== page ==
If you are completely over the chilly temperatures and seemingly endless cloud cover, we've got great news. For really the first time all year, a summer-like pattern is set to establish itself beginning later this week. Beginning Thursday, a strong, dominant area of high pressure will set up shop in the Carolinas. This will keep hot and dry conditions in place for the next week from Mississippi to Virginia. Meanwhile, for the Plains, Mississippi Valley, Midwest, Ohio Valley, and Great Lakes, southerly winds will usher in warmth, humidity and numerous chances for rain and thunderstorms. That includes Michiana.
Fortunately, though, we won't see the heaviest of the rain over the next week. That will fall across the Plains and Upper Midwest. Those areas will see repeated rounds of showers and storms, which could lead to flooding. For Michiana, the threat of showers and thunderstorms exists late Thursday, Sunday and again into next week, but major rainfall isn't anticipated as of now.
Regarding temperatures, we can essentially say goodbye to the days with highs under 60°. Looking ahead, nearly everything points toward daily highs reaching at least 60° thru the rest of May. That's a big step in the right direction after just seeing four straight days in the 50s. But we still haven't seen a day in the upper 70s. And we certainly haven't eclipsed the 80-degree mark. A typical year will give South Bend its first 80-degree day by April 26th. This year, we are looking at possibly seeing our first 80-degree reading on May 19th (this Sunday). That would be the 2nd-latest date for our first 80-degree day in the last 20 years!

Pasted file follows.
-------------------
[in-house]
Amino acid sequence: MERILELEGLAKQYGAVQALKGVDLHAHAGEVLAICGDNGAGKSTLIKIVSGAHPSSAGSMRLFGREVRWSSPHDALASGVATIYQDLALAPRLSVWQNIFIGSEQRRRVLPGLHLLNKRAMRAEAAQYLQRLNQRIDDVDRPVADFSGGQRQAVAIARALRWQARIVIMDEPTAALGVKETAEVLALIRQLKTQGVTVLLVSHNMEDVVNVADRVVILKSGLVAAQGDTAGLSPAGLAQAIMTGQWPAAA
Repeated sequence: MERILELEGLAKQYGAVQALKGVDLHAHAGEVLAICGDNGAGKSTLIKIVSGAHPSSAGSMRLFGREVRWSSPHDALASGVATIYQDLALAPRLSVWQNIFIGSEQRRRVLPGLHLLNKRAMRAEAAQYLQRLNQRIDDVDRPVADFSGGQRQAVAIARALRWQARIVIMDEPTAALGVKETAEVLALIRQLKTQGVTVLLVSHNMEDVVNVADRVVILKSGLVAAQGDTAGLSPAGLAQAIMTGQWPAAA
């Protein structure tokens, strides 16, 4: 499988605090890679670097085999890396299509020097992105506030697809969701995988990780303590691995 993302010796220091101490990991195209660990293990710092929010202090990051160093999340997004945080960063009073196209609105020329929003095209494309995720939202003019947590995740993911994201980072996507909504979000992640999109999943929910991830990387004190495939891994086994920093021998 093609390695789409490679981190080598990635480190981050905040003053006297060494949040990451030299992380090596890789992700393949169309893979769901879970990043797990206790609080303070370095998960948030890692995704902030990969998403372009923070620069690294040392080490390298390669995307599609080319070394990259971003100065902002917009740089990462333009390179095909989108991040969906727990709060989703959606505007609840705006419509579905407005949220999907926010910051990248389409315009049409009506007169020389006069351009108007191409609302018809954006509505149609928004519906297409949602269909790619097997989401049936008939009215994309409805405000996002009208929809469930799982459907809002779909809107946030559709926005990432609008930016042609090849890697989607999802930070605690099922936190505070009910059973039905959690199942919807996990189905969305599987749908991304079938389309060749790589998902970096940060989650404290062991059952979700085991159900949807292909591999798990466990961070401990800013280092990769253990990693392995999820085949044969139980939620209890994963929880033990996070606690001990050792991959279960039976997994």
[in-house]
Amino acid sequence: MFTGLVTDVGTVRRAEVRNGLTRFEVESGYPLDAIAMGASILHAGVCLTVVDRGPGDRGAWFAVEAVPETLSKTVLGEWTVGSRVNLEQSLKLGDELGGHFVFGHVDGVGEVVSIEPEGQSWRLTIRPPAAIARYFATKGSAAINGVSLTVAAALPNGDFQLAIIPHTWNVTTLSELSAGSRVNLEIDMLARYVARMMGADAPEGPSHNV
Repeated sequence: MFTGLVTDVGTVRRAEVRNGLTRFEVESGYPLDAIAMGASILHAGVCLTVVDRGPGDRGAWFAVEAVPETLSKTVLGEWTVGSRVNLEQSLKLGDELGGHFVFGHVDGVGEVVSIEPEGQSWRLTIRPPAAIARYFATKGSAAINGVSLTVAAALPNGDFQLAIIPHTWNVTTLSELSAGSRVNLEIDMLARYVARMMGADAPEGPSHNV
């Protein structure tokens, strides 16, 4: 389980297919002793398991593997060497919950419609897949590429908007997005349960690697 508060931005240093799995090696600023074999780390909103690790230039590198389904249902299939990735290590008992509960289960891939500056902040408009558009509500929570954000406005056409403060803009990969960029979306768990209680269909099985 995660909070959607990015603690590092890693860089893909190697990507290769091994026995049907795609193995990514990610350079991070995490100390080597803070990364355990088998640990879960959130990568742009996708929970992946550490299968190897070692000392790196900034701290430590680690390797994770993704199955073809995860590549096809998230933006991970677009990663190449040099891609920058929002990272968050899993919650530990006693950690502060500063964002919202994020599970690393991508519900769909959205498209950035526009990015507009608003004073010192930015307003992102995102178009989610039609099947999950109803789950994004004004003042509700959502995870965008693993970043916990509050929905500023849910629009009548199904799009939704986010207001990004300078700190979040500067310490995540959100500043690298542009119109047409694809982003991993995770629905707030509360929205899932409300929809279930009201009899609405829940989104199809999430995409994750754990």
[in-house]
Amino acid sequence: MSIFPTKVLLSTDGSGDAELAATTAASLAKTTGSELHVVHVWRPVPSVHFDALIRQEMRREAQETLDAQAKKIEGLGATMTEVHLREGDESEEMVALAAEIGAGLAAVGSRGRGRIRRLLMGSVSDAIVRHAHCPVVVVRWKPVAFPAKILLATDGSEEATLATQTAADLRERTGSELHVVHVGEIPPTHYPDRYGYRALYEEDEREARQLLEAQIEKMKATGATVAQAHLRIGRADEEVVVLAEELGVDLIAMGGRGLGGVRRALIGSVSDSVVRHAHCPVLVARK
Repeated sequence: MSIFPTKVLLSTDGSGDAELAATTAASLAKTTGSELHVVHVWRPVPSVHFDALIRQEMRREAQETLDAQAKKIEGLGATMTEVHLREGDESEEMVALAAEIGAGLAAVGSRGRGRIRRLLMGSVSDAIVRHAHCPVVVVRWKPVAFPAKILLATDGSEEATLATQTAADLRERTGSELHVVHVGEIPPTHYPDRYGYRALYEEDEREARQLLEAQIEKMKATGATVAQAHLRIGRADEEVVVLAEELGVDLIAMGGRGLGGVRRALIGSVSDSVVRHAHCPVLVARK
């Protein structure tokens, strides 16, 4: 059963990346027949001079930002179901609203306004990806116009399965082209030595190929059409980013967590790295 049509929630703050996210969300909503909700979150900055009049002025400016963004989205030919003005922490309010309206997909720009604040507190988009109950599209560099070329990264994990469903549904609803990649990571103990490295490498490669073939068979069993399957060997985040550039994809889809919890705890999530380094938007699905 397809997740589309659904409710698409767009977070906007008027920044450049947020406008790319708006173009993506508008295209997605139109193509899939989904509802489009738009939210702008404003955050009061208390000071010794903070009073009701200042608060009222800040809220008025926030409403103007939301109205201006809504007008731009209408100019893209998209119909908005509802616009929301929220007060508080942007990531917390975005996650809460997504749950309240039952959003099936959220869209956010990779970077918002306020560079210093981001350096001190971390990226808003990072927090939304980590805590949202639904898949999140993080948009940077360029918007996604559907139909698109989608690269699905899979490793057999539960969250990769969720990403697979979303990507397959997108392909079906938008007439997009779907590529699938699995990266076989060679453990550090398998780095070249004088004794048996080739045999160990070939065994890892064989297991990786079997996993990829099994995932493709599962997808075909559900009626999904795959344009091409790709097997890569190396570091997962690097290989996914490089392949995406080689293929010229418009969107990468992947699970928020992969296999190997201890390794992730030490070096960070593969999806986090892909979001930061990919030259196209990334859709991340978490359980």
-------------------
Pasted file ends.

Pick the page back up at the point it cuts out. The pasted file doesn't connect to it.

While we likely won't see 80° every afternoon, the next week will be significantly warmer than the last several weeks. Every day thru May 23rd will be in the 60s, 70s or possibly even the 80s. The days with a near-guarantee of seeing temps reach the 70s are this Thursday and Sunday, and next Monday and Tuesday. The wildcard days are this Friday and Saturday. A stationary boundary will be in place across the Midwest and Great Lakes both days. To the north of it will be cool air and to the south will be very warm to down-right hot air.
Depending on exactly where that front sets up will determine who sees 70s on Friday and Saturday, and who sees 60s. As of now, forecast models are split on temperatures for both days. That leads to a low confidence forecast for high temps Friday and Saturday. The good news is that regardless of where the front sets up, we should be no colder than 60-65°. Now that we've broken down the rain and temperatures, let's discuss the humidity. Humidity will become more of a factor beginning Thursday as dew points will rise into the 60s.
It won't be overly humid or steamy by any means, but the humidity will certainly be at least noticeable late Thursday, early Friday and again this weekend into next week. The pattern behind our warming temps, increasing humidity and rain chances for the next week will also favor a significant threat of severe thunderstorms for nearly a week straight. We will break that down in detail on Wednesday.